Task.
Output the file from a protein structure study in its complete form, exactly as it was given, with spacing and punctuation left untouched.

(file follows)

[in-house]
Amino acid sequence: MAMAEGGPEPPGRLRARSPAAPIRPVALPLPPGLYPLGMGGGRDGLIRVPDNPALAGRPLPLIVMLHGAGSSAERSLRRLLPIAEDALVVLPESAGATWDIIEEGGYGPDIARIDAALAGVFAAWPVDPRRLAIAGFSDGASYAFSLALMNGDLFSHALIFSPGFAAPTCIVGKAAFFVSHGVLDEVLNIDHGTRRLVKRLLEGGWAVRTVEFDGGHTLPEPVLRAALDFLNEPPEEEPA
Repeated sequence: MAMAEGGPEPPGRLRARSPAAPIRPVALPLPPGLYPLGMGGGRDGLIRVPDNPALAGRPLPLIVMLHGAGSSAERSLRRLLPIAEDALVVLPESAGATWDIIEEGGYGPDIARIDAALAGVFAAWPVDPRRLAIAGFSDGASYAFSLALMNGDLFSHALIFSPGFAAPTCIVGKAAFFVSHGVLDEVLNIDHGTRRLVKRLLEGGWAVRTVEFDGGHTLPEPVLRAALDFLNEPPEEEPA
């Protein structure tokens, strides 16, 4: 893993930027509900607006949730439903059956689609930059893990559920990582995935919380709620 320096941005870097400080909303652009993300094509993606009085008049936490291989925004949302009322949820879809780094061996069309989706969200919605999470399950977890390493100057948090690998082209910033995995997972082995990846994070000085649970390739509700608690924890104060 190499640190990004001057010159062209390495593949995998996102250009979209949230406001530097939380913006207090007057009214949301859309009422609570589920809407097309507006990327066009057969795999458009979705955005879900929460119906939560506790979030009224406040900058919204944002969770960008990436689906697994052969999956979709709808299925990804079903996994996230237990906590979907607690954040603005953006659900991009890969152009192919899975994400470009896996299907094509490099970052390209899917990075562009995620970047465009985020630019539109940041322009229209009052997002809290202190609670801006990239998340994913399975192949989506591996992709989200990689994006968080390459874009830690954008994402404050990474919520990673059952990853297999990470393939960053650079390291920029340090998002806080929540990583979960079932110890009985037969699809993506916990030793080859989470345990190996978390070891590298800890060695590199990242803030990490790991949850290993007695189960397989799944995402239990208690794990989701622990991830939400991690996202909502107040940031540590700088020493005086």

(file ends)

[in-house]
Amino acid sequence: MAMAEGGPEPPGRLRARSPAAPIRPVALPLPPGLYPLGMGGGRDGLIRVPDNPALAGRPLPLIVMLHGAGSSAERSLRRLLPIAEDALVVLPESAGATWDIIEEGGYGPDIARIDAALAGVFAAWPVDPRRLAIAGFSDGASYAFSLALMNGDLFSHALIFSPGFAAPTCIVGKAAFFVSHGVLDEVLNIDHGTRRLVKRLLEGGWAVRTVEFDGGHTLPEPVLRAALDFLNEPPEEEPA
Repeated sequence: MAMAEGGPEPPGRLRARSPAAPIRPVALPLPPGLYPLGMGGGRDGLIRVPDNPALAGRPLPLIVMLHGAGSSAERSLRRLLPIAEDALVVLPESAGATWDIIEEGGYGPDIARIDAALAGVFAAWPVDPRRLAIAGFSDGASYAFSLALMNGDLFSHALIFSPGFAAPTCIVGKAAFFVSHGVLDEVLNIDHGTRRLVKRLLEGGWAVRTVEFDGGHTLPEPVLRAALDFLNEPPEEEPA
């Protein structure tokens, strides 16, 4: 893993930027509900607006949730439903059956689609930059893990559920990582995935919380709620 320096941005870097400080909303652009993300094509993606009085008049936490291989925004949302009322949820879809780094061996069309989706969200919605999470399950977890390493100057948090690998082209910033995995997972082995990846994070000085649970390739509700608690924890104060 190499640190990004001057010159062209390495593949995998996102250009979209949230406001530097939380913006207090007057009214949301859309009422609570589920809407097309507006990327066009057969795999458009979705955005879900929460119906939560506790979030009224406040900058919204944002969770960008990436689906697994052969999956979709709808299925990804079903996994996230237990906590979907607690954040603005953006659900991009890969152009192919899975994400470009896996299907094509490099970052390209899917990075562009995620970047465009985020630019539109940041322009229209009052997002809290202190609670801006990239998340994913399975192949989506591996992709989200990689994006968080390459874009830690954008994402404050990474919520990673059952990853297999990470393939960053650079390291920029340090998002806080929540990583979960079932110890009985037969699809993506916990030793080859989470345990190996978390070891590298800890060695590199990242803030990490790991949850290993007695189960397989799944995402239990208690794990989701622990991830939400991690996202909502107040940031540590700088020493005086």